on June 23rd, 2015 No Comments
Growing up, my engineer father always told me to move my flowery glow-in-the-dark clock farther from my bedside. “You’re nuts, Dad,” I would respond, equating his concern with his conviction that he was dropped off by aliens in the New Mexican desert in 1947.
But now it turns out he may have had a point (although I’m still quite sure he came from a hospital in Pennsylvania, not a spaceship).
A new study published in the Journal of Biological Rhythms has shown that access to artificial light at night has shortened the amount of time we sleep each night. A recent University of Washington release describes the study:
The researchers compared two traditionally hunter-gatherer communities (in Argentina) that have almost identical ethnic and sociocultural backgrounds, but differ in one key aspect – access to electricity…
In their usual daily routines, the community with electricity slept about an hour less than their counterparts with no electricity. These shorter nights were mostly due to people who had the option to turn on lights and go to bed later, the researchers found. Both communities slept longer in the winter and for fewer hours in the summer.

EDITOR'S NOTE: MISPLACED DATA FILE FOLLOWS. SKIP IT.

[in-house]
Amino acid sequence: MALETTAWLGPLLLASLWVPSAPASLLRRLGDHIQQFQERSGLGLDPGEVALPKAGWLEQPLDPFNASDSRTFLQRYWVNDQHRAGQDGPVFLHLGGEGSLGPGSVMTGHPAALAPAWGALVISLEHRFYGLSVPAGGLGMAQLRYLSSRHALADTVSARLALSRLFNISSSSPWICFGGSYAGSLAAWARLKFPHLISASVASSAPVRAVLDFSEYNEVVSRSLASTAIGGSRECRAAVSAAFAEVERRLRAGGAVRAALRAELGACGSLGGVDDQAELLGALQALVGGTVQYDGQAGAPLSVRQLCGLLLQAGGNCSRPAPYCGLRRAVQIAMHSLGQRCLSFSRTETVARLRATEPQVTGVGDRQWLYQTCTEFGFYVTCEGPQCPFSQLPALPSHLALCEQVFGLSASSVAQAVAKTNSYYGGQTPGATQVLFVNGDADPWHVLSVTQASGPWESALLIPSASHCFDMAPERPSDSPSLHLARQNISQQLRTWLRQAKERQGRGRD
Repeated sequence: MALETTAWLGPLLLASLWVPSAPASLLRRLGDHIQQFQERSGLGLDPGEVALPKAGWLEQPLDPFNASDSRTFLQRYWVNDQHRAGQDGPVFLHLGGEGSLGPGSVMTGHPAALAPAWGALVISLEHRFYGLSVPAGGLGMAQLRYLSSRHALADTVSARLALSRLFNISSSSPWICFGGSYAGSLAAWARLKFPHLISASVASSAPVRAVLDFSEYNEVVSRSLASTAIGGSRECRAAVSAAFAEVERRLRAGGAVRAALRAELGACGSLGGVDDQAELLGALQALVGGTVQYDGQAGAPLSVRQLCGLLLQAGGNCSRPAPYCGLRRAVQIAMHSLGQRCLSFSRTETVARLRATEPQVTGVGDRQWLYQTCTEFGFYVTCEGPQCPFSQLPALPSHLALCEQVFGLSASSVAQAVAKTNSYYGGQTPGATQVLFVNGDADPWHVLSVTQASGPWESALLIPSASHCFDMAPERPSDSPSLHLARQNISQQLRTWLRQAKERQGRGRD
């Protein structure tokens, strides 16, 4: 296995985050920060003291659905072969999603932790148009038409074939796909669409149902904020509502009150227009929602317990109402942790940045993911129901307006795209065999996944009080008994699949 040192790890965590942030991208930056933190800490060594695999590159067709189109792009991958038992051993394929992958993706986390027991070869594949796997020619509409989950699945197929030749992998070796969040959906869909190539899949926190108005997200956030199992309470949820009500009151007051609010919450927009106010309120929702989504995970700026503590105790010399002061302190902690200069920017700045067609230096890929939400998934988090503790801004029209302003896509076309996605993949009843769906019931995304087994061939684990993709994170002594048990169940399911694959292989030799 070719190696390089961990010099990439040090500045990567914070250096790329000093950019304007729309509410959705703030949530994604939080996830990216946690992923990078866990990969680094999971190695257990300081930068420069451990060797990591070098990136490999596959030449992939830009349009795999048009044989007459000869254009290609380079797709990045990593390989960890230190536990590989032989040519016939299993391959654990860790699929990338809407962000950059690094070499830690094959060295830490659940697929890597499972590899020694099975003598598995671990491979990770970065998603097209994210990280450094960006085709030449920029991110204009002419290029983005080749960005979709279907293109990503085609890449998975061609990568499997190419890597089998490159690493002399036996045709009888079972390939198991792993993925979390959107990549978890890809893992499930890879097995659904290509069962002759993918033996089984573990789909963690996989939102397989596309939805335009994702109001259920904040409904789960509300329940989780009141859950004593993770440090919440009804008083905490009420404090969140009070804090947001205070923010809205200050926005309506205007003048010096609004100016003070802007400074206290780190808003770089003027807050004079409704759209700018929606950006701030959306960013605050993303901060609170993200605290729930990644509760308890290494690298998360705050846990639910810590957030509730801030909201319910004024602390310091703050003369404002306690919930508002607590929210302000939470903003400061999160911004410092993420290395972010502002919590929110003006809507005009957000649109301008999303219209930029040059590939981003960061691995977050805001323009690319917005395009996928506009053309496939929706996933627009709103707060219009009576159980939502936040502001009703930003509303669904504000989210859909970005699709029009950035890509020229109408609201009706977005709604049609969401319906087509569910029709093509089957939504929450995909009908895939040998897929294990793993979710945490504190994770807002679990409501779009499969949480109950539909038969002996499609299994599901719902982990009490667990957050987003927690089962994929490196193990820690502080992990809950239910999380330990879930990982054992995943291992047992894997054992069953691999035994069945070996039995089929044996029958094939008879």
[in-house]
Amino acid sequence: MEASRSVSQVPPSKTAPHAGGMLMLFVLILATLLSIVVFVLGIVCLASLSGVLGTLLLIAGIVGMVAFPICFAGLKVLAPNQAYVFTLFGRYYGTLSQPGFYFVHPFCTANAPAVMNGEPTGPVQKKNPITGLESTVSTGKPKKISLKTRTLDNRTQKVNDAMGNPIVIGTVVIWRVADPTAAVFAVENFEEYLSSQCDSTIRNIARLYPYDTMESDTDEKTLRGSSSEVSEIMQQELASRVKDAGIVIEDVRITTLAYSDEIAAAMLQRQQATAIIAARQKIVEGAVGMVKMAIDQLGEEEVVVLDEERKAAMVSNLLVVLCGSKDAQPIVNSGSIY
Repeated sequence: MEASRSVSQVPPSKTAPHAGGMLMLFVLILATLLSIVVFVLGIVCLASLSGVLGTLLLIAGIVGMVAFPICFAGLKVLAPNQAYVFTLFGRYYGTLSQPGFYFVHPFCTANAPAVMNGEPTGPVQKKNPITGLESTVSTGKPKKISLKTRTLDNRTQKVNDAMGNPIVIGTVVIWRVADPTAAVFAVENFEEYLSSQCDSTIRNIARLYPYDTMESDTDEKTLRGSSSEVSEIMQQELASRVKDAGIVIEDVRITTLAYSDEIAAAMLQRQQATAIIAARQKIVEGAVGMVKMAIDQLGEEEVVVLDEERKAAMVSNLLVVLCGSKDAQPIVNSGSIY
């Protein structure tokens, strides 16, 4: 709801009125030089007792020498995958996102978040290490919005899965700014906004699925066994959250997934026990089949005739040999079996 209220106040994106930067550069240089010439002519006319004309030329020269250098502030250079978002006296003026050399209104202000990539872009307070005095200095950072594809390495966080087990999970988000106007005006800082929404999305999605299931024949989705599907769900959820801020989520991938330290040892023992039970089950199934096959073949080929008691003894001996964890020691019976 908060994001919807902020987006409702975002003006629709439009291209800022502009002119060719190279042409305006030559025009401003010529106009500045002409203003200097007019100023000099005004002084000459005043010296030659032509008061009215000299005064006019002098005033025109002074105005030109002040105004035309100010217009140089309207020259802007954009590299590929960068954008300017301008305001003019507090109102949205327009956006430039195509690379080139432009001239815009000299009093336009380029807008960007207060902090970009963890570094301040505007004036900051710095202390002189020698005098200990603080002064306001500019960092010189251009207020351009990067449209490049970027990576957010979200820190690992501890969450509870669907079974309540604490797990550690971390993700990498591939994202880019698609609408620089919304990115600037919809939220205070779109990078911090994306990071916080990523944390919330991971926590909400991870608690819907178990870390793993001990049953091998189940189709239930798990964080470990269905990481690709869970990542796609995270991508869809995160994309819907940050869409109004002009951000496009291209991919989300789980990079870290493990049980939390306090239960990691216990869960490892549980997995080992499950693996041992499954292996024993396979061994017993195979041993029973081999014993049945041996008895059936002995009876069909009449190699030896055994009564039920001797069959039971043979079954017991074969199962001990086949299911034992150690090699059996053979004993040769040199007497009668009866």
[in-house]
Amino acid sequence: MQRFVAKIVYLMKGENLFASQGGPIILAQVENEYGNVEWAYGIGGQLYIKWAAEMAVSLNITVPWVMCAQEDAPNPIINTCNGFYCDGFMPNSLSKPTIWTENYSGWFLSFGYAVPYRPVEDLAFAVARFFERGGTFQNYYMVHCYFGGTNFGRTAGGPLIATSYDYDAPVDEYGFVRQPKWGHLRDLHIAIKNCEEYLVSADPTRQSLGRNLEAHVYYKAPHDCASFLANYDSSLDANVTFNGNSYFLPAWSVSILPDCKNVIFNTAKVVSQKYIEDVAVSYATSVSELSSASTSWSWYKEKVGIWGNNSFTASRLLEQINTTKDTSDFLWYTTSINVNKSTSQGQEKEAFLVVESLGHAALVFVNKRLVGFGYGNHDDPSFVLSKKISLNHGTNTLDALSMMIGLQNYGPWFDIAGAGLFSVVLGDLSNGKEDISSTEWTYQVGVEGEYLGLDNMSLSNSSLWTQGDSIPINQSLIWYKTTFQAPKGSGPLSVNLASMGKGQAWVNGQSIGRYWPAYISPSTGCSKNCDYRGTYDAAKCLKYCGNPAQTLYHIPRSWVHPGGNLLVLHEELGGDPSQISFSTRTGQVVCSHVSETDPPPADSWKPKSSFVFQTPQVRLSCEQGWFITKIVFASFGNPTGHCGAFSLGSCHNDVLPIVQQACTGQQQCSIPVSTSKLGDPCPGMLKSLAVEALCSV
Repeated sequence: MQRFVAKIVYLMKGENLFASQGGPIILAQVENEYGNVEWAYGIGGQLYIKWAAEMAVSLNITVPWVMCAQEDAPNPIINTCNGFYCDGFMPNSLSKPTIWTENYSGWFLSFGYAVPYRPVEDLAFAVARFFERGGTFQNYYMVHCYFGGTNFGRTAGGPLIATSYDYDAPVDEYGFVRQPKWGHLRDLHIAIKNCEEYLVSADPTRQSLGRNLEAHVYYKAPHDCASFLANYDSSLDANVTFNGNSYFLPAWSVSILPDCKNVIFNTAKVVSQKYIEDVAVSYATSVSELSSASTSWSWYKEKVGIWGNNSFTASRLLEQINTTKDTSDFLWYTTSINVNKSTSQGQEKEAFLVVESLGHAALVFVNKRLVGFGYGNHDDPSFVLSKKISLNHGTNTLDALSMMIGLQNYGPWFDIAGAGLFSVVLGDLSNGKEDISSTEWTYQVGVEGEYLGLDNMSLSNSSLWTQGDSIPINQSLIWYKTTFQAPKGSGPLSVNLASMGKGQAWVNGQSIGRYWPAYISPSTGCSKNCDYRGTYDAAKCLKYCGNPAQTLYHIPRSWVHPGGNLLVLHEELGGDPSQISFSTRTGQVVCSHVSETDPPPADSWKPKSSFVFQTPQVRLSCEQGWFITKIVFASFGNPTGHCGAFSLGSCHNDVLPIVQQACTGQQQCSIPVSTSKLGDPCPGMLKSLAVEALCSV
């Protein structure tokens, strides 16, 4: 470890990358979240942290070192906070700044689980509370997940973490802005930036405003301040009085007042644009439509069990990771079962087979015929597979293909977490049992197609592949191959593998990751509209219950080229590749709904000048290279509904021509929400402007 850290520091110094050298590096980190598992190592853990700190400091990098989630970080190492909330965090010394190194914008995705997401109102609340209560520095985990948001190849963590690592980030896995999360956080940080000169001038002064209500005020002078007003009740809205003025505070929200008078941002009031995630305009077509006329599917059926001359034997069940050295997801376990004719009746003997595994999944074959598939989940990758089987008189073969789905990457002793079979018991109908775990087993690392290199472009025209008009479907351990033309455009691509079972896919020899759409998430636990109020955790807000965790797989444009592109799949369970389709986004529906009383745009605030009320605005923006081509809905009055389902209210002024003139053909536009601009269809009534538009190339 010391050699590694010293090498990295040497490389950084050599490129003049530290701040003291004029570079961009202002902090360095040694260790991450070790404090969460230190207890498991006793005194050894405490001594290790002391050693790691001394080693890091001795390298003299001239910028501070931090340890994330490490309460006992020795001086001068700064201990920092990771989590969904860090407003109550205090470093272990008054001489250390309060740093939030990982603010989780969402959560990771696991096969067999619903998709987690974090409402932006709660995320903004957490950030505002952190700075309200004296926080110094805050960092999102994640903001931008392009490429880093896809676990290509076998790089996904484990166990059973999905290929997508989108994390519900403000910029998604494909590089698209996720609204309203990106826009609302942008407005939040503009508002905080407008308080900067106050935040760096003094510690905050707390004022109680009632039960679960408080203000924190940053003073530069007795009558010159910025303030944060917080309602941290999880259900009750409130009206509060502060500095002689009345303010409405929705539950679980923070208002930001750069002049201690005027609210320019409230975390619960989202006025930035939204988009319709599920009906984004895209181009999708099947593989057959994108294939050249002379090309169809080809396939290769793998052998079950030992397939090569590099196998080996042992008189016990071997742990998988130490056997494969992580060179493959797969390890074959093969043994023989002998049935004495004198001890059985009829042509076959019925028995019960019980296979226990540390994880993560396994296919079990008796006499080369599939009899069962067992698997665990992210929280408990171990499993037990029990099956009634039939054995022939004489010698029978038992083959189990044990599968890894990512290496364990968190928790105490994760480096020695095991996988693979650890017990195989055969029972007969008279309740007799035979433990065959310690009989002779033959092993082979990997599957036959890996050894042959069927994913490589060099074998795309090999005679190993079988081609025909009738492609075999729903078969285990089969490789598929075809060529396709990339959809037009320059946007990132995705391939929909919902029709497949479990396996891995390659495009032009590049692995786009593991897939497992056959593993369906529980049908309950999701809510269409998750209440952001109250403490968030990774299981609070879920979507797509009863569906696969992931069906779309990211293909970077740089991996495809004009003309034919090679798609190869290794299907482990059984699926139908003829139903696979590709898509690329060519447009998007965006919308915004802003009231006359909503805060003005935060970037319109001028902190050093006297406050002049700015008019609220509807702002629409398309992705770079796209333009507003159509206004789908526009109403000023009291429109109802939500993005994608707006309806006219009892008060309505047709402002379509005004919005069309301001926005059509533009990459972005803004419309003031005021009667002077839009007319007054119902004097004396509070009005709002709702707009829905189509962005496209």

This is the first study to examine differences in communities, rather than relying on artifically manipulating light in a laboratory.
“In a way, this study presents a proxy of what happened to humanity as we moved from hunting and gathering to agriculture and eventually to our industrialized society,” said lead author Horacio de la Iglesia, a University of Washington biology professor. “All the effects we found are probably an underestimation of what we would see in highly industrialized societies where our access to electricity has tremendously disrupted our sleep.”
So douse those lights, turn off the TV, push back your glowing clock, and embrace the dark — with a nice, long snooze.
Previously: New recommendation: Adults need at least 7 hours of sleep each night, Mobile devices at bedtime? Sleep experts weigh in and Can adjusting your mobile device’s brightness help promote better sleep?
Via Medical News Today
Photo by Arma95